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User:Tsu2/free tool

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The Unix memory tool
Used to display memory availability and usage.


The following is a snapshot running free
Free output.png

Notice that this information is also displayed running top (the upper section)
Top topsection.png

Description of Values

This section describes what each value means, the first cell in each row
the first (Mem/swap) refers to the row and
the second refers to the column

The first row

Mem Total Total configured RAM (does not include swap)
Mem used RAM in use (does not include swap)
Mem free Unallocated RAM
Mem shared

The second line of output requires some explanation. In the course of operations, the OS will retrieve data from the disk, "buffers" and cache" describes the "data from disk." In a way, think of these as "reverse swapping" where in this case the original data is on disk but is copied to RAM for faster processing. Swapped data is the reverse where the original data is in memory but is pushed to disk to make room for higher priority data. Because these normally "free" blocks are allocated, they are reported as part of "used" (but of course can be unallocated easily with the consequence the data would have to be re-read from disk - See below for a command that does just this).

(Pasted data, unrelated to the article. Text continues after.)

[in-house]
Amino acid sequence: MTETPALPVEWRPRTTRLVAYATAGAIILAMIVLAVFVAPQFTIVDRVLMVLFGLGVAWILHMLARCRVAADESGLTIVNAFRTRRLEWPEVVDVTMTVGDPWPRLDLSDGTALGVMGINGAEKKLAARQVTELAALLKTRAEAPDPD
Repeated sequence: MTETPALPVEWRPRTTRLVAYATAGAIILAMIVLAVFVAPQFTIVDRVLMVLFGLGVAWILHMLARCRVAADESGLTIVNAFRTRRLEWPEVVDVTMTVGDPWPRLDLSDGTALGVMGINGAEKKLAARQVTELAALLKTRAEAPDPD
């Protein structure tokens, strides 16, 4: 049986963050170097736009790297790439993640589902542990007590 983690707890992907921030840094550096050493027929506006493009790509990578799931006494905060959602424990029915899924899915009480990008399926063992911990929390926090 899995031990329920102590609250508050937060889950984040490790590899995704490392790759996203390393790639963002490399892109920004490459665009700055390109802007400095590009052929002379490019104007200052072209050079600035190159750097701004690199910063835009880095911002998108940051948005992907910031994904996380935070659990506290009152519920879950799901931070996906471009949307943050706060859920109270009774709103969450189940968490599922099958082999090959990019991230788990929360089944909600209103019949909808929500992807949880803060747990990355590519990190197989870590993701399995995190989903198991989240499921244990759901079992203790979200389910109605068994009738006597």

Mem buffers Free memory usable as I/O disk blocks
Mem cached Normally free memory used as I/O disk blocks

Note: Although the values first line is often used as described above, the "adjusted" values in line 2 which follows now(-/+) are often more useful.
The second row

-/+ used Mem used minus (buffers + cached) = (Adjusted) used memory without memory allocated for disk data in memory
-/+ free Mem free plus (buffers + cached) = (Adjusted) free memory with memory allocated for disk data in memory

The third row

Swap total Total disk space available for swapping data from memory to disk
Swap used Disk space in use as data swapped from memory
Swap free Unused swap space on disk

Lastly, people may wonder what that "shared" column is. It's obsolete and should never contain a value although it continues to exist maybe to pique inquiring minds.

Command to Clear Buffers and Cache

After performing heavy tasks for a period of time, before changing to running something else heavy and unrelated it can be useful to manually clear the buffers and cache because of course the existing cache is only relevant to tasks which will no longer be performed. The following command clears and resets. Although it's not quite the same as rebooting altogether, it's usually very sufficient

sh -c "sync; echo 3 > /proc/sys/vm/drop_caches"

Additional utilities which can provide more granular or additional information displayed by free